'Brain in a Dish Flies Plane,' Brains on Twitter Are Wowed

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The technological sublime -- via airplanes, rat brains, and tweets

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University of Florida/Ray Carson via Discovery News

In 1992, Steve Potter, a professor of biomedical engineering at the Georgia Institute of Technology, developed a hybrid robot. The cybernetic organism -- which came to be referred to as a "hybrot" -- consisted of both biological and technological elements: On the robot side, it had hardware and software, and on the biological side, it had rat neurons and incubators for those neurons. The computer was programmed to respond to the neuron impulses. And the result of this was, essentially, a "rat-brained" robot that was able to manifest neuronal activity with physical motion. Dr. Potter's creation marked the first instance in which cultured neurons were used to control a robotic mechanism.

In 2004, that work was moved forward -- through an experiment that used rat neurons not just for movement, but for learning. Researchers at the University of Florida created a living "brain" of cultured rat cells ... and used them to control an F-22 fighter jet flight simulator. [Insert your preferred "WHAAA?" reaction here.]

That story is now nearly eight years old, but -- thanks to some hits on Reddit and a tweet from William Gibson -- it's gotten a new burst of life today. And that's not surprising. As a story rather than a news story, this has it all: cyborgs, robots, airplanes, rats. And as a story, it is a particularly Internet-friendly incarnation of what David Nye calls the "technological sublime": that sense of the power and opportunity embedded in the tools we create to extend ourselves into the world. The awe of augmentation -- the communion we experience, confronted with our greatest technologies, that is so powerful it is almost spiritual.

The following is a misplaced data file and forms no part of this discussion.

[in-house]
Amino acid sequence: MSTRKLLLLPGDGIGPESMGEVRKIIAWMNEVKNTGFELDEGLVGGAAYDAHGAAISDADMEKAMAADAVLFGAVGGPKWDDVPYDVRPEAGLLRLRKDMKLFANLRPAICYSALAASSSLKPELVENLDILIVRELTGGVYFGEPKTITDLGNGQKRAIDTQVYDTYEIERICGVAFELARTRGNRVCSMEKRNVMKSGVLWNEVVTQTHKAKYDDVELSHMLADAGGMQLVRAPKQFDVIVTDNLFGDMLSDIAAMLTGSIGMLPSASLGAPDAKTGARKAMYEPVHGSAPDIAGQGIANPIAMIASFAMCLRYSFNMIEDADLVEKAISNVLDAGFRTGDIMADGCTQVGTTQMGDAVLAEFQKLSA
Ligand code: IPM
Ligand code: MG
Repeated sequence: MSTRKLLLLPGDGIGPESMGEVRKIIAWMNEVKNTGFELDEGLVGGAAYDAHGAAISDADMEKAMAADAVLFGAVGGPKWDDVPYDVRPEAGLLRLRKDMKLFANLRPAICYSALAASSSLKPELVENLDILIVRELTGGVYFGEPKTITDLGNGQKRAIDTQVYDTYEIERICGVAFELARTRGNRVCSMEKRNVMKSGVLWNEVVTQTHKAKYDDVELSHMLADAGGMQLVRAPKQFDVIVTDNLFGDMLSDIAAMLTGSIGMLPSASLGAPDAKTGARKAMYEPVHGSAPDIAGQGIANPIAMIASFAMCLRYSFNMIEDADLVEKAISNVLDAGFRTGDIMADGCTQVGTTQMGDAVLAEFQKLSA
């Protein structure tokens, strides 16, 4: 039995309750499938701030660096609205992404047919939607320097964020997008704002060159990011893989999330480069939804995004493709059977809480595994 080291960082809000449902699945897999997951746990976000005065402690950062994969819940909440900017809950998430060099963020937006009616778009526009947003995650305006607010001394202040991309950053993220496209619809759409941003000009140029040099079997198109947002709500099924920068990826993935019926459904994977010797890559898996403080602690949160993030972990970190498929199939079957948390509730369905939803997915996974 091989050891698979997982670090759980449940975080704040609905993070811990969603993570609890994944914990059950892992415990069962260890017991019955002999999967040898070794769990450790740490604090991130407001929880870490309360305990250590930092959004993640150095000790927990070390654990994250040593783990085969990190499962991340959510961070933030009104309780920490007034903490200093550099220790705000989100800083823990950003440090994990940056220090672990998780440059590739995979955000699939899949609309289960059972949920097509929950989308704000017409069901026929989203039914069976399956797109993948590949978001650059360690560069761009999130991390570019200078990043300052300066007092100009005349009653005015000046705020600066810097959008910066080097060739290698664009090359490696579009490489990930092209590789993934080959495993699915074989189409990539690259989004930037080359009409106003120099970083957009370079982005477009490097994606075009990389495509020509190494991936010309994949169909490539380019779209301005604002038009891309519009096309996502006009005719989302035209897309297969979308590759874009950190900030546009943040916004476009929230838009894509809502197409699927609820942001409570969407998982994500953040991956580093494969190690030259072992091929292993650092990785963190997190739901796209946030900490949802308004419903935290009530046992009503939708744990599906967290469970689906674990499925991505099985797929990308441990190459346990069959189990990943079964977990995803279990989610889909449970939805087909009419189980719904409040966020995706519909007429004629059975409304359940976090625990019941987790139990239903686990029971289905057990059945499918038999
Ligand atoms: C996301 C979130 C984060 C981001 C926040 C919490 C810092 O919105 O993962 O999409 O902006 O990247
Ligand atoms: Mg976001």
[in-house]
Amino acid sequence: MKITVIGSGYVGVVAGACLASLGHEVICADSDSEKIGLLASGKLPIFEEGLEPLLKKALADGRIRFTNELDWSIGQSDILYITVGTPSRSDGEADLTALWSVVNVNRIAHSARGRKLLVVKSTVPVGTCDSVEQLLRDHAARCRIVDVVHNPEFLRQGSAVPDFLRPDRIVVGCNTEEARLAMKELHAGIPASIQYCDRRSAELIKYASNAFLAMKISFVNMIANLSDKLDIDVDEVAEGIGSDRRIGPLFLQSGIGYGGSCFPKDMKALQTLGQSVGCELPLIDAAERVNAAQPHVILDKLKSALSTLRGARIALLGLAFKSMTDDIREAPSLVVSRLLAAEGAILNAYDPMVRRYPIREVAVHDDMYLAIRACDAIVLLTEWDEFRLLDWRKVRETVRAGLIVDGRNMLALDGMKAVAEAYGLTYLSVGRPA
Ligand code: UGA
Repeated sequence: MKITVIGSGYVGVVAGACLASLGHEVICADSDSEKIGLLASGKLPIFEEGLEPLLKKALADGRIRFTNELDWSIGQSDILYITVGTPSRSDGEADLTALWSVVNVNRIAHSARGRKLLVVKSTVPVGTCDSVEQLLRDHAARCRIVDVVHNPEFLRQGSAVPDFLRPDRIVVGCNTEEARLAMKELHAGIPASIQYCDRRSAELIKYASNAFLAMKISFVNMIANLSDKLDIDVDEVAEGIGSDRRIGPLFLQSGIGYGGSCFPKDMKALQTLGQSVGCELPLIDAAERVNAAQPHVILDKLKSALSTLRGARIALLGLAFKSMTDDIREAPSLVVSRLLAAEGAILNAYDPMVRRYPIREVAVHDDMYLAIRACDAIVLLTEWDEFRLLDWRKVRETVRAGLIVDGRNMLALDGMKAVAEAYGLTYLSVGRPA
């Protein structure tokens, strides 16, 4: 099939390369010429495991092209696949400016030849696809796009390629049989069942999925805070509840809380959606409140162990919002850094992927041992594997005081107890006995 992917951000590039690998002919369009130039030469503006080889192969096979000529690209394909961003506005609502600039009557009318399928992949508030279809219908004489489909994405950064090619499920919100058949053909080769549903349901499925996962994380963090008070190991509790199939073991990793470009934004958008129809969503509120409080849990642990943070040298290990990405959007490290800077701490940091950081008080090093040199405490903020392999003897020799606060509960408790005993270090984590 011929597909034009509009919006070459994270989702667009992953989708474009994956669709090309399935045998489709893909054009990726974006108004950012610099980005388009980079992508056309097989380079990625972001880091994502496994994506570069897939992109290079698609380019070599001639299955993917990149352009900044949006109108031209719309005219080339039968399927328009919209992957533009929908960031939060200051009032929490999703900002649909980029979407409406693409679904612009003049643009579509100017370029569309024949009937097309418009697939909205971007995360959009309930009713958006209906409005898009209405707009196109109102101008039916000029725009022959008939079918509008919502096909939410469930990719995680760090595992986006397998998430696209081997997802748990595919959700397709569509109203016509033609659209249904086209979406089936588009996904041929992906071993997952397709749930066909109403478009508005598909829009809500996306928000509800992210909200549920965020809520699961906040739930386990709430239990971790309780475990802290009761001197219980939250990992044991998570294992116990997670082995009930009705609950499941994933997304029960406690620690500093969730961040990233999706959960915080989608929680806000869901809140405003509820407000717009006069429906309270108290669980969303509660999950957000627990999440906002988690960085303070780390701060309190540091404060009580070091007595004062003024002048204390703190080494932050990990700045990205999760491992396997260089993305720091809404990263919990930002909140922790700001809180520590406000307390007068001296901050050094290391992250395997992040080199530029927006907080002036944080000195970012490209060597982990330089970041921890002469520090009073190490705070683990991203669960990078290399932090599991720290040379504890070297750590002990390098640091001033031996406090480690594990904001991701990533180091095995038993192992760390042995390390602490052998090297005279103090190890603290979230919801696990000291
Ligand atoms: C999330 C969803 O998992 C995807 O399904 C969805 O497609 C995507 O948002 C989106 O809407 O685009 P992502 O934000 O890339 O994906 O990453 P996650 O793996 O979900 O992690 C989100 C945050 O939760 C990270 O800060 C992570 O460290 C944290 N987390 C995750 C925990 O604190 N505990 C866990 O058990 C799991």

There's a little bit of that sense in Twitter's reaction to the RAT FLYING PLANE story: a sense of wonder at science fiction becoming fact, of the impossible being executed in a petri dish. The conversation is illustrative and kind of wonderful. Below, assorted reactions to the story that is Brains Flying Planes:

Awe:

Panic:

Cultural connection:

Humor:

Hesitation:

Resignation:

A combination of all of the above:

Hat tip @faketv.

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Megan Garber is a staff writer at The Atlantic. She was formerly an assistant editor at the Nieman Journalism Lab, where she wrote about innovations in the media.

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